Rust never sleeps: Innovative ways to detect corrosion in Royal Canadian Navy vessels

Joanie Veitch 
Trident Newspaper

Participants of a defence innovation program recently put their work to the test with a public demonstration in Halifax.

Following a call for applicants last fall, nine participants were selected to submit their technological solutions to a defence industry challenge in a “sandbox” event put on by Department of National Defence’s (DND) Innovation for Defence Excellence and Security (IDEaS) program.

The Corrosion Detection in Ships sandbox provided a platform for innovators to test and refine their ideas. Each participant was given three to fives days to test how well their technology works in finding hidden corrosion in a set of test panels. Experts from DND and Canadian Armed Forces (CAF) were on hand as observers.

By tapping into the potential of private sector innovators, the IDEaS program aims to bolster Canada’s defence and security capabilities, explains Kristina Proulx, director of innovation operations with IDEaS.

“We’re asking them to identify solutions in a real world environment, and they get real world feedback to understand what the needs and challenges are from the CAF and DND perspective,” Proulx explains.

At the public demonstration event on May 3, two of the nine innovators – operating out of two separate test sites – demonstrated their technologies. They each worked with a series of test panels manufactured to recreate different parts of a navy ship, such as decking with tile covering, pipes with valves and welded flanges, insulated pipes, and large painted steel plates.

Currently, dealing with corrosion on RCN ships involves removing insulation and deck coverings to do a visual inspection. The process is time consuming and intrusive, and is generally not viable while the ship is operational, says Rene Blais, a marine engineer at DND and an observer at the event.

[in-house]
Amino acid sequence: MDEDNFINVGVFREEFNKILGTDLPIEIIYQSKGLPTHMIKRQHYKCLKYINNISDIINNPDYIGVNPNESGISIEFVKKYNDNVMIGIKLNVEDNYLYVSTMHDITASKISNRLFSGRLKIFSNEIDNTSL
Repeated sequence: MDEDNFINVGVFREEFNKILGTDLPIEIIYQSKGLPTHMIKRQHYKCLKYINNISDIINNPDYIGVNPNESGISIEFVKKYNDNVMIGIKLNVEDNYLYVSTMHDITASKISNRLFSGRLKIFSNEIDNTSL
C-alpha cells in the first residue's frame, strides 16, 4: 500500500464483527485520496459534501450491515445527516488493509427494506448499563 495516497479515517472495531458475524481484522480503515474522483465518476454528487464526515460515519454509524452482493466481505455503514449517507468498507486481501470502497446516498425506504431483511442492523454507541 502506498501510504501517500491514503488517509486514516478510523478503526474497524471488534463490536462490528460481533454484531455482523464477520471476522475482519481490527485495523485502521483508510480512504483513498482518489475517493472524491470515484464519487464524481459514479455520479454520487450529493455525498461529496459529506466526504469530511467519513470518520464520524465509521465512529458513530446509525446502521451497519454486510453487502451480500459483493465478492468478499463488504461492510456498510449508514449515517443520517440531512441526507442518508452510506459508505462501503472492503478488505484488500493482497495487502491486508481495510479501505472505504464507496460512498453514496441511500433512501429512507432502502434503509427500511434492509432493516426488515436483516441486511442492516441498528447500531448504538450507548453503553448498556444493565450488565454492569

“Visual inspection is best, but it’s not cost effective to remove all hardware, especially when a ship is in operation,” he adds. “Finding a way to do non-intrusive surveys would be better, and helps us with planning.” 

Bijan Mahbaz, one of the nine participants, used a hand-held scanner with a highly sensitive magnetic sensor to detect corrosion via changes in the magnetic properties of an object. Mahbaz is the technical director and co-founder of Inspecterra Inc., a small company born at the University of Waterloo in Ontario. This is the company’s first time applying their technology in a ship environment.

“We have learned a lot. The development and improvement for us is huge. This sandbox program gave us an opportunity to understand more of what the industry needs,” he says. “In a ship you don’t have much space, so you need your method to be very adjustable.”

Eddyfi Technologies, a Quebec-based company, also uses magnetic technology to detect corrosion. They designed a portable magnetic flux leakage probe to scan storage tank floors. Lloyd Graham, technical sales specialist with Eddyfi, said their goal was to show how their portable system can also be applied for use on ship decks.

“Actually trying it out on a ship, that’s the true test,” Graham says.

While there’s no guarantee of a contract following the demonstration event, DND’s lead corrosion scientist Ryan Glendinning said the sandbox offers an opportunity for learning and advancement for the companies and for the CAF.

“Each of the solutions is very different. Some companies are using technology they had already developed and others are working with new applications they’re testing for the first time. We all gain from the potential here. It bridges that gap.”

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